Have you ever been called out of the blue by a stranger with something to sell? Unless you’ve been exceptionally fortunate, the answer is probably a resounding yes. In fact, many of us might get calls on a daily basis.
According to research by Ofcom, just under a billion nuisance calls are made every year.
This is in spite of legal restrictions on the practice. Other research, commissioned by no-win-no-fee injury lawyers National Accident Helpline, determined that this practice is most prevalent in Yorkshire, the North East, and Wales, and that around one in five people receives a cold call every day.
In most cases, these people are pensioners.
For the most part, cold calling is an exceptionally annoying phenomenon. But in some cases, it can be a source of serious stress, and might even constitute harassment. So why does it happen, and what can we do about it?
Why are people calling me?
You might think that cold-calling would be an extremely ineffective method of marketing anything. And this is true. The chances are small that the product or service being offered will actually be needed.
The chances are even smaller than cold-calling will be the method that finally persuades the would-be customer to convert. The figure might be less than a single percentage point.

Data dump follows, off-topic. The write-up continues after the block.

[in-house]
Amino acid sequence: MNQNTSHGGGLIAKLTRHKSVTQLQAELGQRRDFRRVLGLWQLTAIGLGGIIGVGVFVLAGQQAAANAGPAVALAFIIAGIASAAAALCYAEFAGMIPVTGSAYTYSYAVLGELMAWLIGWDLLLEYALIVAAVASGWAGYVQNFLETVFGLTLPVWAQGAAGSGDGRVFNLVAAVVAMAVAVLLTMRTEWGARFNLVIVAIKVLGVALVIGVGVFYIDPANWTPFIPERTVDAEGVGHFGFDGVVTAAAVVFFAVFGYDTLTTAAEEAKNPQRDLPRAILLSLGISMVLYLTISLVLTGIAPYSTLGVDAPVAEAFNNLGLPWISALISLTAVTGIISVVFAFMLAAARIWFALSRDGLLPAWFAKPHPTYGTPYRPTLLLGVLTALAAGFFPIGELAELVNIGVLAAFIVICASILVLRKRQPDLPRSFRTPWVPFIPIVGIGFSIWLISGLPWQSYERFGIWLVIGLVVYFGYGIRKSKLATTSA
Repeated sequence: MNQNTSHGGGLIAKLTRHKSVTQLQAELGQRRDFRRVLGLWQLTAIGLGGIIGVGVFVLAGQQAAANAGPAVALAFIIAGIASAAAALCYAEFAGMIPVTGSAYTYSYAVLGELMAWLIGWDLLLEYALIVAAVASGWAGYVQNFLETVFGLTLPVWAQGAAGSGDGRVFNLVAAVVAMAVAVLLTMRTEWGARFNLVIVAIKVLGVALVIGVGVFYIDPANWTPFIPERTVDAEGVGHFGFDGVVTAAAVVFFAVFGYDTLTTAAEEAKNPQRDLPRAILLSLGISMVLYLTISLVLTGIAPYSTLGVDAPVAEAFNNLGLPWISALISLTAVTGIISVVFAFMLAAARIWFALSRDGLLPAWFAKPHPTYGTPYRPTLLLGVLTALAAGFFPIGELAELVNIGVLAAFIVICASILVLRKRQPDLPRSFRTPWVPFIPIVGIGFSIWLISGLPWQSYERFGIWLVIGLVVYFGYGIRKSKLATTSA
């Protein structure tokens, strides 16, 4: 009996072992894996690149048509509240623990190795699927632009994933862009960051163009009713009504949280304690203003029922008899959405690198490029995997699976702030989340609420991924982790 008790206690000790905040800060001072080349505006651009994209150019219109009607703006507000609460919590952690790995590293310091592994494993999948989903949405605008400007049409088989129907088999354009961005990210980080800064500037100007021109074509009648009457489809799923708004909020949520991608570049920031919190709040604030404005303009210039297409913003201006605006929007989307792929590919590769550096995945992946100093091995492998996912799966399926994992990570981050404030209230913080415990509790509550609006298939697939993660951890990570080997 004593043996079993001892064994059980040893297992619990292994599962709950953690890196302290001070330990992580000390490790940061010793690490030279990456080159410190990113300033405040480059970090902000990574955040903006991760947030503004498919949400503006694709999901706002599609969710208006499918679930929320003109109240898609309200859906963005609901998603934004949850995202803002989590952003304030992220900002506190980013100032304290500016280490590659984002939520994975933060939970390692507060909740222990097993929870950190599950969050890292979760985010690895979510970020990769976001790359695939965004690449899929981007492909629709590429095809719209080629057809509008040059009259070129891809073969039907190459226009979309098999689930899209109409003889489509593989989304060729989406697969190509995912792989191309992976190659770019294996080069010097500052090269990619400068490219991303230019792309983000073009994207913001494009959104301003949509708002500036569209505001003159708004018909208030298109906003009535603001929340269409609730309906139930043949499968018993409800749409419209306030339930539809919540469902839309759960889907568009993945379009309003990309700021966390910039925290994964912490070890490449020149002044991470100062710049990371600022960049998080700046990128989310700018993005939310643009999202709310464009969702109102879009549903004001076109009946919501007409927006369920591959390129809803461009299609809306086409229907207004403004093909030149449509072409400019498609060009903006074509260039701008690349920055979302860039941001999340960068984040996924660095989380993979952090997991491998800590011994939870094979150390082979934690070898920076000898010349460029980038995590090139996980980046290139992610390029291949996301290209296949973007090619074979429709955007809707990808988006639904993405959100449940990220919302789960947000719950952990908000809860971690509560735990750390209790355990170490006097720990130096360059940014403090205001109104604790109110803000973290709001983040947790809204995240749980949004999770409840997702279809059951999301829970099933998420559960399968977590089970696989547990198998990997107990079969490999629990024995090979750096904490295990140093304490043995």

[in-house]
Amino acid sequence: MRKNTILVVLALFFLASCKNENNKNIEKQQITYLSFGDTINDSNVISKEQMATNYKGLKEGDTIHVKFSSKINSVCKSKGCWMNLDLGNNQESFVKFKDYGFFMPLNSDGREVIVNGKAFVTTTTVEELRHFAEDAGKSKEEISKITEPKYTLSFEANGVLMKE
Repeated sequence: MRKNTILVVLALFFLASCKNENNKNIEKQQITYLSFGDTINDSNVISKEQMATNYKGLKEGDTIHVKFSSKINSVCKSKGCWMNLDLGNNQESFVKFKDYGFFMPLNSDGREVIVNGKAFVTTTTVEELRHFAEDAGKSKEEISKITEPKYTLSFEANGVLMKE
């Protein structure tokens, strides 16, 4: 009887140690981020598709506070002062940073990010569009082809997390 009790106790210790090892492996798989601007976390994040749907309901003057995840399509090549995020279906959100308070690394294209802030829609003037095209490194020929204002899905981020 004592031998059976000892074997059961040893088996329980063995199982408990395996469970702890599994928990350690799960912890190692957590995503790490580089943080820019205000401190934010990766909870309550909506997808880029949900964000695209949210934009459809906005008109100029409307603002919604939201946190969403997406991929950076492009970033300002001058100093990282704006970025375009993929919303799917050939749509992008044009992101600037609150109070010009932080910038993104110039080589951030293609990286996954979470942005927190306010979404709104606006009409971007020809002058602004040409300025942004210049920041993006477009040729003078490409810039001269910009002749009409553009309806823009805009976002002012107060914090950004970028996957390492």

But, as we all now understand thanks to the coronavirus pandemic, a tiny proportion of a very, very big number might still be significant. Phone a thousand people in a given day, and the fraction that lead to successful conversions make the effort worthwhile.
What does the Law Say?
Certain types of cold call, like those related to PPI and personal injury claims, are proscribed by law.
If you find yourself receiving them, then you can report the perpetrator to the Information
Commissioner’s Office. Make sure you make a note of the number that called you, and the time at which the call was made.
If you’re getting dozens of them, then you can be reasonably sure that the company responsible is going to receive a hefty fine.
It’s through this process of reporting that companies can be held to account for their exceptionally annoying practices. Once the costs of this form of marketing are perceived to outweigh the benefits, if will die.
What about Screening?
Of course, if you’re reporting after the call has been placed, then you’ll need to wait for an outside body to take action.
If you want to be pro-active, then you might instead register with something
called the Telephone Preference Service. This is a free service which blocks all sales and marketing calls on your behalf.
If you, or an elderly or vulnerable relative, is receiving enormous volumes of phone calls, then this might be the way to address the problem in the short-term.